When I first thought of going to college, as I began my college apps nearly a year ago, I was excited for all the same things my friends were looking forward to. The prospect of decorating a dorm room, having classes I was passionate about, and way more freedom than I was used to, were all appealing ideas to me. But then I started looking into where I wanted to go. The more I looked the more discouraged I became as I realized I wanted more than to just move from one room to another, even if that room may be in another state.
I’ve always wanted to travel and be independent from the social norms that surround my community, especially because my community happens to include University of North Carolina at Chapel Hill. The pressures that come with living in a college town can oftentimes overwhelm people and while I found I did a good job of allowing myself to enjoy life outside of school, I did feel like everyone around me, and, inevitably, sometimes myself, found it hard to focus on really appreciating life outside of grades, test scores, and where you were accepted to college. So I decided to do something different.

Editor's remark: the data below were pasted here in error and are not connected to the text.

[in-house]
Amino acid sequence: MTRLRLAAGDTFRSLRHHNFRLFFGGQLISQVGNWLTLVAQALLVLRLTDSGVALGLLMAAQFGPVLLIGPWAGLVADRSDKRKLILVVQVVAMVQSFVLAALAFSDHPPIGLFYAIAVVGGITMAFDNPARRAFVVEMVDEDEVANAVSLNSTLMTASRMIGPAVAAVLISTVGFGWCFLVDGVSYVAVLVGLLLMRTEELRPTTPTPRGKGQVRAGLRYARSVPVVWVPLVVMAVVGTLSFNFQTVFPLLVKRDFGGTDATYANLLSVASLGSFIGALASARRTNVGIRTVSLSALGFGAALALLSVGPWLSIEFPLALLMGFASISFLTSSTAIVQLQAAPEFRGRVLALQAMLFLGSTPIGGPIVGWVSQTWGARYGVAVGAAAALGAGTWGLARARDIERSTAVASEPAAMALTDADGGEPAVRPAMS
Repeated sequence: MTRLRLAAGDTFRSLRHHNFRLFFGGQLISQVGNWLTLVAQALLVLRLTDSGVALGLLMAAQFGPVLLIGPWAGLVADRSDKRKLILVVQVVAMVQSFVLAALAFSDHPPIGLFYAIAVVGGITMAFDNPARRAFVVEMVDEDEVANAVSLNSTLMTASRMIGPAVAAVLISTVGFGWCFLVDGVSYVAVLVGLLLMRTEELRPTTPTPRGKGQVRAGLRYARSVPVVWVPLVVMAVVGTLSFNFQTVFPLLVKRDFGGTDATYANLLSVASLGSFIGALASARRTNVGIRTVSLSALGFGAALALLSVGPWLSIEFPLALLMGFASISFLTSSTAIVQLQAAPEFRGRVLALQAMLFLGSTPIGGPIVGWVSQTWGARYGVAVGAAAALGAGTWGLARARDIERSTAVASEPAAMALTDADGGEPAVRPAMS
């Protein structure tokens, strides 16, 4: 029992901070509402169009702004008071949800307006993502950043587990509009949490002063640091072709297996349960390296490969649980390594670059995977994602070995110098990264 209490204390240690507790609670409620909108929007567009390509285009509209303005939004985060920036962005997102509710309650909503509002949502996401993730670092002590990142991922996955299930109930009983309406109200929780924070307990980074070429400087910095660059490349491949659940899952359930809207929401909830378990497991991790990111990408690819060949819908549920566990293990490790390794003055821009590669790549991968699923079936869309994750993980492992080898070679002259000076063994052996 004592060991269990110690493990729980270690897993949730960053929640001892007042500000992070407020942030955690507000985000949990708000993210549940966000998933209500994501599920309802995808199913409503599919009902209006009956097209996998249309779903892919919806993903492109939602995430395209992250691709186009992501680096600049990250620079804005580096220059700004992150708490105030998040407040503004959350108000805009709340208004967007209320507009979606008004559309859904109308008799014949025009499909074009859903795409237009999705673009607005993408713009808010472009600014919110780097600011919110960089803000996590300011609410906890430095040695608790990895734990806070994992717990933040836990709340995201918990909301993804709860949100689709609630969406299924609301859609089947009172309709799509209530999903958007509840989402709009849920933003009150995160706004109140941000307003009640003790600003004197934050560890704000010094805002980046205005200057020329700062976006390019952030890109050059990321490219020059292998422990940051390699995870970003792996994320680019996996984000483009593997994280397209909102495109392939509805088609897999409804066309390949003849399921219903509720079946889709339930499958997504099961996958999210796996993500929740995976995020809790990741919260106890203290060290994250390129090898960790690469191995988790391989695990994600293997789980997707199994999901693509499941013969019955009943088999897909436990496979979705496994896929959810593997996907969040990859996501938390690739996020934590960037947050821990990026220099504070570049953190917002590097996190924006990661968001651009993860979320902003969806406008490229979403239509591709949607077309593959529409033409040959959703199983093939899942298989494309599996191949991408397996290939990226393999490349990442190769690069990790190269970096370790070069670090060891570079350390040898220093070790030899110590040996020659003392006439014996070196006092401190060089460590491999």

It didn’t take long for me to come upon Global Citizen Year because a few people from my community have done the program and talked extremely highly about it. When I started to really look into it I realized that this was the perfect program for me. To me, GCY isn’t about what can you teach to these supposedly “undeveloped countries”, unlike some “volunteer” programs, but it’s about what can they teach you. How can they make your life more whole? How can you immerse yourself in their culture to better your own? How can you push yourself out of your comfort zone in a completely new way? How can you find a new family and love them deeply in only 6 and ½ months? How can you learn empathy in a way you never knew before? These are all questions that I can’t wait to find out the answers to.
As my time until departure is coming to a close I’ve had a lot of time to think and have feelings about leaving the only place I’ve ever called home. But the feeling I feel the most is anticipation. I know that this year will not come without its struggles, and those struggles will be intense and unknown, but they also allow you to more generously accept the highs. I don’t know exactly what waits for me in Senegal. I don’t know who I will live with, what I will do, if I’ll be able to pick up the language, but I do know that if I wasn’t trying I’d always wish I had.
So this closes up my first blog. I hope you enjoyed and I hope you continue to follow my gap year journey. My views are my own but I hope that even if you may not agree with them, that they allow you to question or strengthen your own. À tout alors tout le monde.